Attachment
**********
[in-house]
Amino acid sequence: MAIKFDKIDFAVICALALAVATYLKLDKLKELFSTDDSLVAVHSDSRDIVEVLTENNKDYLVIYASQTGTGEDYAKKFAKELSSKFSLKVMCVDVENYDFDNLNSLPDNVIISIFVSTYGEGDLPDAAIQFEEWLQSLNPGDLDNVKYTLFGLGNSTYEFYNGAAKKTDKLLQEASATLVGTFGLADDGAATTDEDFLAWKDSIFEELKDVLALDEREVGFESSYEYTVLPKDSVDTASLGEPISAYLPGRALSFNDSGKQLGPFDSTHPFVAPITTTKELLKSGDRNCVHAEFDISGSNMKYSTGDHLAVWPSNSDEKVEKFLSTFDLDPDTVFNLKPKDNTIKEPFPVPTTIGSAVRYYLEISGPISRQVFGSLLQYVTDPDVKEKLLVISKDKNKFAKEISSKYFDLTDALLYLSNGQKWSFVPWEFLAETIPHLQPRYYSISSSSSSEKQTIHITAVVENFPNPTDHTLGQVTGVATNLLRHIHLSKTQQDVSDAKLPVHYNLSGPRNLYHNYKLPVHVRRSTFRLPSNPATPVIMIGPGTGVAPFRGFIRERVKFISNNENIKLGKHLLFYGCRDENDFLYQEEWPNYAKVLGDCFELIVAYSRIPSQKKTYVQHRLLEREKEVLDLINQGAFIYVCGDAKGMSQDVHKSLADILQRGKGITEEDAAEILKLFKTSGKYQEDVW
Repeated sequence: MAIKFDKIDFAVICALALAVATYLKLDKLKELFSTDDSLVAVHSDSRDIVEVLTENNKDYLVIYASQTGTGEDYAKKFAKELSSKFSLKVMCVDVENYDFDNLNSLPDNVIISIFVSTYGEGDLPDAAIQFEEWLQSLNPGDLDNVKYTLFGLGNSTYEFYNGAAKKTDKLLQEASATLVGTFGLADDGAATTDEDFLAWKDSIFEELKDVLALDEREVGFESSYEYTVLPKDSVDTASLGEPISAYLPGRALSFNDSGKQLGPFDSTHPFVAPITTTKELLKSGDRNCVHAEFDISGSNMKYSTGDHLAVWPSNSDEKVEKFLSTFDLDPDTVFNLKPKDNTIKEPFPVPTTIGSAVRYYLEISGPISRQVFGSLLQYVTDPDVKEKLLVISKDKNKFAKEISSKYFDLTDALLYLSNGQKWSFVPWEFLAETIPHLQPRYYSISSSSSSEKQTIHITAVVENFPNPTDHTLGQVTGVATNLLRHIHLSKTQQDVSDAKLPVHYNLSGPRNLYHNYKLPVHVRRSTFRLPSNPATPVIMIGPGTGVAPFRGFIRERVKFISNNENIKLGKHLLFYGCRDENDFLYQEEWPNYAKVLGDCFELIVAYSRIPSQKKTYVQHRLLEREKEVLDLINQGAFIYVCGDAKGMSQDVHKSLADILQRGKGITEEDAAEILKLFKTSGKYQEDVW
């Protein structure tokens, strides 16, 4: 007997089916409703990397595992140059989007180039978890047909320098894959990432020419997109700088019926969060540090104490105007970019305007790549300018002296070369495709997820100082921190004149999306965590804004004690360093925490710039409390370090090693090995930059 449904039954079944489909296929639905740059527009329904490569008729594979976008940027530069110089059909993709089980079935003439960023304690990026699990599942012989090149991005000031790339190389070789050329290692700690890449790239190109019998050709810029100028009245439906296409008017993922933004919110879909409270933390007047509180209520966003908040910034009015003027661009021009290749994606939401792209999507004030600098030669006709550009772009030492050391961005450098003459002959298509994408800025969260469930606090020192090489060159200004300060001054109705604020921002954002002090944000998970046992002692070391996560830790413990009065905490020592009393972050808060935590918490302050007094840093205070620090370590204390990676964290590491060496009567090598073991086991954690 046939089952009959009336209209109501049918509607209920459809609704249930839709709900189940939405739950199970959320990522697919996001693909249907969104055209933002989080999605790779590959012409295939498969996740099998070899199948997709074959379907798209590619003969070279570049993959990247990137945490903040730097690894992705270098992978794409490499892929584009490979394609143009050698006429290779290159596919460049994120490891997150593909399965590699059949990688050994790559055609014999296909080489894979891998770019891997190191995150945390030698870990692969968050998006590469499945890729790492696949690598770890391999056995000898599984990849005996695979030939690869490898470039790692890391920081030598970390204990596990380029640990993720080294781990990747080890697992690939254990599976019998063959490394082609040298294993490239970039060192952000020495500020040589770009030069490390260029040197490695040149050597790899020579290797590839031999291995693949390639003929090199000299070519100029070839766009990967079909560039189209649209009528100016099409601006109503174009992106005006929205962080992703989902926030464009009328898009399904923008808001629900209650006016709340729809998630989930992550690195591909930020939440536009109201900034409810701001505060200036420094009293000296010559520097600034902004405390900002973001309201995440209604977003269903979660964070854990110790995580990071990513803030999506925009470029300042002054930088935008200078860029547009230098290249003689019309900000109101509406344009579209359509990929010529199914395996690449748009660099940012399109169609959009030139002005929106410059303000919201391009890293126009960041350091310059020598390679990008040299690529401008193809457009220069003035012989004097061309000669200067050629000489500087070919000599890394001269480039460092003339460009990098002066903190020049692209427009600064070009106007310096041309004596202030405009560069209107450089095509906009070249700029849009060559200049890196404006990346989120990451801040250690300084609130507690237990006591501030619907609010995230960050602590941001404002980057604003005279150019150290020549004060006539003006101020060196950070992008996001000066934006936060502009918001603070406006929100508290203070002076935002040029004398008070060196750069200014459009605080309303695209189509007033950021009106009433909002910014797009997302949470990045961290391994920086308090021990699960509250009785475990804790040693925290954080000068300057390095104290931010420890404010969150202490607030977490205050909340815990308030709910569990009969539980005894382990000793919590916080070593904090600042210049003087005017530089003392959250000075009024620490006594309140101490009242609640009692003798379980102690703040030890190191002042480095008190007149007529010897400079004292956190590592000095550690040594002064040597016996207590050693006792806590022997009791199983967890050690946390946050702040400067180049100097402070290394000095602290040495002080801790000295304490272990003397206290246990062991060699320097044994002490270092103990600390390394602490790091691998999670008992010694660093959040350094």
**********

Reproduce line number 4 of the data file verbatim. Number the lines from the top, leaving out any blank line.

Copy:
């Protein structure tokens, strides 16, 4: 007997089916409703990397595992140059989007180039978890047909320098894959990432020419997109700088019926969060540090104490105007970019305007790549300018002296070369495709997820100082921190004149999306965590804004004690360093925490710039409390370090090693090995930059 449904039954079944489909296929639905740059527009329904490569008729594979976008940027530069110089059909993709089980079935003439960023304690990026699990599942012989090149991005000031790339190389070789050329290692700690890449790239190109019998050709810029100028009245439906296409008017993922933004919110879909409270933390007047509180209520966003908040910034009015003027661009021009290749994606939401792209999507004030600098030669006709550009772009030492050391961005450098003459002959298509994408800025969260469930606090020192090489060159200004300060001054109705604020921002954002002090944000998970046992002692070391996560830790413990009065905490020592009393972050808060935590918490302050007094840093205070620090370590204390990676964290590491060496009567090598073991086991954690 046939089952009959009336209209109501049918509607209920459809609704249930839709709900189940939405739950199970959320990522697919996001693909249907969104055209933002989080999605790779590959012409295939498969996740099998070899199948997709074959379907798209590619003969070279570049993959990247990137945490903040730097690894992705270098992978794409490499892929584009490979394609143009050698006429290779290159596919460049994120490891997150593909399965590699059949990688050994790559055609014999296909080489894979891998770019891997190191995150945390030698870990692969968050998006590469499945890729790492696949690598770890391999056995000898599984990849005996695979030939690869490898470039790692890391920081030598970390204990596990380029640990993720080294781990990747080890697992690939254990599976019998063959490394082609040298294993490239970039060192952000020495500020040589770009030069490390260029040197490695040149050597790899020579290797590839031999291995693949390639003929090199000299070519100029070839766009990967079909560039189209649209009528100016099409601006109503174009992106005006929205962080992703989902926030464009009328898009399904923008808001629900209650006016709340729809998630989930992550690195591909930020939440536009109201900034409810701001505060200036420094009293000296010559520097600034902004405390900002973001309201995440209604977003269903979660964070854990110790995580990071990513803030999506925009470029300042002054930088935008200078860029547009230098290249003689019309900000109101509406344009579209359509990929010529199914395996690449748009660099940012399109169609959009030139002005929106410059303000919201391009890293126009960041350091310059020598390679990008040299690529401008193809457009220069003035012989004097061309000669200067050629000489500087070919000599890394001269480039460092003339460009990098002066903190020049692209427009600064070009106007310096041309004596202030405009560069209107450089095509906009070249700029849009060559200049890196404006990346989120990451801040250690300084609130507690237990006591501030619907609010995230960050602590941001404002980057604003005279150019150290020549004060006539003006101020060196950070992008996001000066934006936060502009918001603070406006929100508290203070002076935002040029004398008070060196750069200014459009605080309303695209189509007033950021009106009433909002910014797009997302949470990045961290391994920086308090021990699960509250009785475990804790040693925290954080000068300057390095104290931010420890404010969150202490607030977490205050909340815990308030709910569990009969539980005894382990000793919590916080070593904090600042210049003087005017530089003392959250000075009024620490006594309140101490009242609640009692003798379980102690703040030890190191002042480095008190007149007529010897400079004292956190590592000095550690040594002064040597016996207590050693006792806590022997009791199983967890050690946390946050702040400067180049100097402070290394000095602290040495002080801790000295304490272990003397206290246990062991060699320097044994002490270092103990600390390394602490790091691998999670008992010694660093959040350094």